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Crowd-sourcing Nepal’s rural healthcare

Dr. Carey Dozier does a preliminary examination of a patient at an eye camp supported by the Druk Amitaba Monastery in Sitapaila, Kathmandu
A doctor does a preliminary examination of a patient at an eye camp supported by the Druk Amitaba Monastery in Sitapaila, Kathmandu, Nepal (Debby Ng/IRIN)

An Internet campaign to solicit funds for the medical procedures of individual patients in rural Nepal is increasing donor awareness and healthcare provider accountability, public health practitioners say. 

Nyaya Health, a non-profit organization that runs a hospital in the Achham District of Nepal’s Far West development region, some 422km from the capital, Kathmandu, launched a website in 2013 that chronicles individual patients’ urgent medical needs and allows donors to fund part of the procedure.

“I don't believe we need everyone who cares about global health to invest in this fashion, but I do think it's very compelling to grow the pie of those interested in understanding the challenge the sick and poor face across the world,” Mark Arnoldy, Nyaya Health’s executive director, told IRIN.

Practitioners say the model, dubbed “crowd fund health”, has the potential to transform popular understanding of poverty and health issues, and hold healthcare providers accountable.

Citing anecdotal information about trends in crowd-sourced fundraising, Jon Sotsky, director of strategy and assessment at the US-based Knight Foundation, said: “the personalized stories and smaller total amounts needed to achieve impact appear to attract donors,” said, pointing to a 2013 Knight Foundation report that explores the emergence of “civic tech,” including some Internet-based fundraising campaigns.

Comprehensive care

Saroj Dhital, a surgeon who founded Nepal’s Public Health Concern Trust, visited the Nyaya hospital in Achham in late 2013. Soon after arriving, he said, “A delirious man in his seventies was there with his right foot gangrenous and stinking. It had taken him four or five days to walk [to the hospital].” After a gruelling and complicated procedure, the surgical team successfully amputated the man’s leg, but the work had only begun.

“The mechanical part of the healthcare was done, but so many questions needed to be answered. It's not only about his rehabilitation, not only about his nutrition, not only about the control of his diabetes. There are very large questions and issues around the very meaning of healthcare,” he said, noting a case where a woman had presented with flesh-eating bacteria that required surgery.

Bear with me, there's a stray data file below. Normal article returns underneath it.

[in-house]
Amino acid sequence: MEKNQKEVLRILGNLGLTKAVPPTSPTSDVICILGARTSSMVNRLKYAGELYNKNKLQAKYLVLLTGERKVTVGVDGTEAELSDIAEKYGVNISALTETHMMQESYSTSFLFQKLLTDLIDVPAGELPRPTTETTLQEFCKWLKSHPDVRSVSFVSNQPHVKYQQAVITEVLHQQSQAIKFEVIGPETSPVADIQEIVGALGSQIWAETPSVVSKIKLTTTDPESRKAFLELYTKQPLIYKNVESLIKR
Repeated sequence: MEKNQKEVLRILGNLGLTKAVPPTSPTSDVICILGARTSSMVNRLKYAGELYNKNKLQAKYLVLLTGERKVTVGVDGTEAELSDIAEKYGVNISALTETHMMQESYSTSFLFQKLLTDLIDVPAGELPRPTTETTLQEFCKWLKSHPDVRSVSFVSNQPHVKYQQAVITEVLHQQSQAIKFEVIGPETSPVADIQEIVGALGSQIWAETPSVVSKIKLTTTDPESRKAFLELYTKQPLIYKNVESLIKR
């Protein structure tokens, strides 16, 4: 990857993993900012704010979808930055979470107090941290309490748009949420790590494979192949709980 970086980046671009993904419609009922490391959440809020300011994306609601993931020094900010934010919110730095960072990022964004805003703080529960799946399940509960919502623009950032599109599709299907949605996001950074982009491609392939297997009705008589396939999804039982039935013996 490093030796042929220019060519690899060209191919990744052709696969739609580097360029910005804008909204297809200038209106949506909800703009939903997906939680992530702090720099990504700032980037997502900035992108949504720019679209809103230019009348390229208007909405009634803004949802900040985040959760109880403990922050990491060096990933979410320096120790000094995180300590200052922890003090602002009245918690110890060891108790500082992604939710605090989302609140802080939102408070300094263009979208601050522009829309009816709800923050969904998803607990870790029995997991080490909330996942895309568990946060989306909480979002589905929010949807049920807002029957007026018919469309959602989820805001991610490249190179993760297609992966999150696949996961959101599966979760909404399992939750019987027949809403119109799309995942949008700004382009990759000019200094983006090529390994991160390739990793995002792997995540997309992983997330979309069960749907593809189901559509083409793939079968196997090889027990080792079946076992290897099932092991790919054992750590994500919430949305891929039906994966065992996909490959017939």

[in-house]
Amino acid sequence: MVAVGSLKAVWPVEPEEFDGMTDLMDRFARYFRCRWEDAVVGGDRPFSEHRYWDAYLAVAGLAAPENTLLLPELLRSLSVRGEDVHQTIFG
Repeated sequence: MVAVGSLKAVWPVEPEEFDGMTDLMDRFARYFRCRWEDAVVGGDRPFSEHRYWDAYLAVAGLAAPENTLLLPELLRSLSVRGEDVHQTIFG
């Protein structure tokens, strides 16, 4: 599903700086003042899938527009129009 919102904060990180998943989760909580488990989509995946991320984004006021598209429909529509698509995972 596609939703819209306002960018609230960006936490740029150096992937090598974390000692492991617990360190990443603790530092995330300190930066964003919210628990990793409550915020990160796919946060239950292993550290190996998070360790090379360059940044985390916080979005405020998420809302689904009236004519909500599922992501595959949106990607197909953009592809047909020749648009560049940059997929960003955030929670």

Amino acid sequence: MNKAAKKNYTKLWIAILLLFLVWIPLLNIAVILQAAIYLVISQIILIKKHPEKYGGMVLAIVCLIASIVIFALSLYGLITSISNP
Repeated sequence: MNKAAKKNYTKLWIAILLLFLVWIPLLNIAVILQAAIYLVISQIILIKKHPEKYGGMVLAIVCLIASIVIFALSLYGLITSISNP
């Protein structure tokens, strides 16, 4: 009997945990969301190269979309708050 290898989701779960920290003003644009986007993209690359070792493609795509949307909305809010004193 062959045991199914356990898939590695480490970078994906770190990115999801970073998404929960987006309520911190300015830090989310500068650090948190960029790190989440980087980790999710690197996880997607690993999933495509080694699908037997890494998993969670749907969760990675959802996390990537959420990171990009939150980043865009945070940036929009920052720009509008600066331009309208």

The team operated, salvaging her affected limb, but Dhital said, “It will take time. It will drain resources. [Treatment] requires her and her poor husband to be in hospital, far away from their small village in Bajura where their four children are left without anything to eat.”

Nyaya’s Arnoldy sees crowdfunding as a step in the direction of being able to provide this type of comprehensive care for the poor. “Most important for us as healthcare providers is that crowd funding is much more than a new source of financing,” he said.

“The very standards it inherently demands as a model - that patients are identifiable … and costs will be made transparent - have led us to create a new national referral network in Nepal,” he said, adding that case costs advertised by the Nyaya Health campaign include everything from diagnosis to follow-up care.

The World Health Organization (WHO) has stated that referral care – what happens once a patient leaves the clinic after an initial diagnosis with instructions to follow up – is a common weakness of health systems in developing countries, and in some cases less than a quarter of patients sent for referral care actually follow up.

Learning by doing

Nyaya’s website raised money for 86 urgent operations in 2013, and the team has been learning in the process. “We do our best to estimate costs and then refine our estimates based on our experiences,” said Dr Duncan Maru, a Nyaya’s co-founder and chief programmes officer.

The organization’s philosophy of strict transparency is a boon for reporting to individual donors and improving efficiency. “We can now identify a patient, get their permission to participate, and get their story online to start funding in less than one day,” Maru said.

Emotional enterprise, practical change

“This model of investing directly in the healthcare of another human being makes global health more accessible for a larger population,” said Arnoldy.

The Knight Foundation’s Sotsky asked, “Are organizations attracting new donors with this method, or simply allowing people in their networks another way to support them?” The question is how this model can work for each organization that employs it, and while either outcome can produce positive results, it is important for campaigns to understand their scope, he said.

Dhital has been using Internet videos to assess rural patients in recent years: “Crowdfunding, for me, is a movement of sharing and is driven by compassion.” He believes the model could cut through some of the weaknesses in the development industry, which pumps close to US$1 billion into Nepal every year.


This article was produced by IRIN News while it was part of the United Nations Office for the Coordination of Humanitarian Affairs. Please send queries on copyright or liability to the UN. For more information: https://shop.un.org/rights-permissions

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